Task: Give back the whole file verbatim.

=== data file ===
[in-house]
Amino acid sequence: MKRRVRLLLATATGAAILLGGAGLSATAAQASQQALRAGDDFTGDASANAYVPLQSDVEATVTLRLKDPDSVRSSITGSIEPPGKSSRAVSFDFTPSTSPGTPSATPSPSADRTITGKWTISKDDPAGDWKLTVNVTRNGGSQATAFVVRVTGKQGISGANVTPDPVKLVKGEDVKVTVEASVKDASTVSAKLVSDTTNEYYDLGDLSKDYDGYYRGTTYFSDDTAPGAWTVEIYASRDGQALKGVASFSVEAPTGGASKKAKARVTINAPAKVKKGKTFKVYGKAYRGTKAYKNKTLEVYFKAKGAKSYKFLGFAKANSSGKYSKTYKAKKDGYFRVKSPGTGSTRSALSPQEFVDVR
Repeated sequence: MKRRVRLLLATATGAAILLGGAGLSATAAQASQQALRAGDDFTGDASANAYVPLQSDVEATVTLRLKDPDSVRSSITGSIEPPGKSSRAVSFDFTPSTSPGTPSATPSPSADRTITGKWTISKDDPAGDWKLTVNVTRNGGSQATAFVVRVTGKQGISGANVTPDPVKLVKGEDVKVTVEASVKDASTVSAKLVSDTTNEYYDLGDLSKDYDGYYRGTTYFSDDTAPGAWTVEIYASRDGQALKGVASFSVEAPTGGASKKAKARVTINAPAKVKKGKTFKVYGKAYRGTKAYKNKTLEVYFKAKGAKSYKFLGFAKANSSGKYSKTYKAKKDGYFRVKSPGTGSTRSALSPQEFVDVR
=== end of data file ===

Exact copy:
[in-house]
Amino acid sequence: MKRRVRLLLATATGAAILLGGAGLSATAAQASQQALRAGDDFTGDASANAYVPLQSDVEATVTLRLKDPDSVRSSITGSIEPPGKSSRAVSFDFTPSTSPGTPSATPSPSADRTITGKWTISKDDPAGDWKLTVNVTRNGGSQATAFVVRVTGKQGISGANVTPDPVKLVKGEDVKVTVEASVKDASTVSAKLVSDTTNEYYDLGDLSKDYDGYYRGTTYFSDDTAPGAWTVEIYASRDGQALKGVASFSVEAPTGGASKKAKARVTINAPAKVKKGKTFKVYGKAYRGTKAYKNKTLEVYFKAKGAKSYKFLGFAKANSSGKYSKTYKAKKDGYFRVKSPGTGSTRSALSPQEFVDVR
Repeated sequence: MKRRVRLLLATATGAAILLGGAGLSATAAQASQQALRAGDDFTGDASANAYVPLQSDVEATVTLRLKDPDSVRSSITGSIEPPGKSSRAVSFDFTPSTSPGTPSATPSPSADRTITGKWTISKDDPAGDWKLTVNVTRNGGSQATAFVVRVTGKQGISGANVTPDPVKLVKGEDVKVTVEASVKDASTVSAKLVSDTTNEYYDLGDLSKDYDGYYRGTTYFSDDTAPGAWTVEIYASRDGQALKGVASFSVEAPTGGASKKAKARVTINAPAKVKKGKTFKVYGKAYRGTKAYKNKTLEVYFKAKGAKSYKFLGFAKANSSGKYSKTYKAKKDGYFRVKSPGTGSTRSALSPQEFVDVR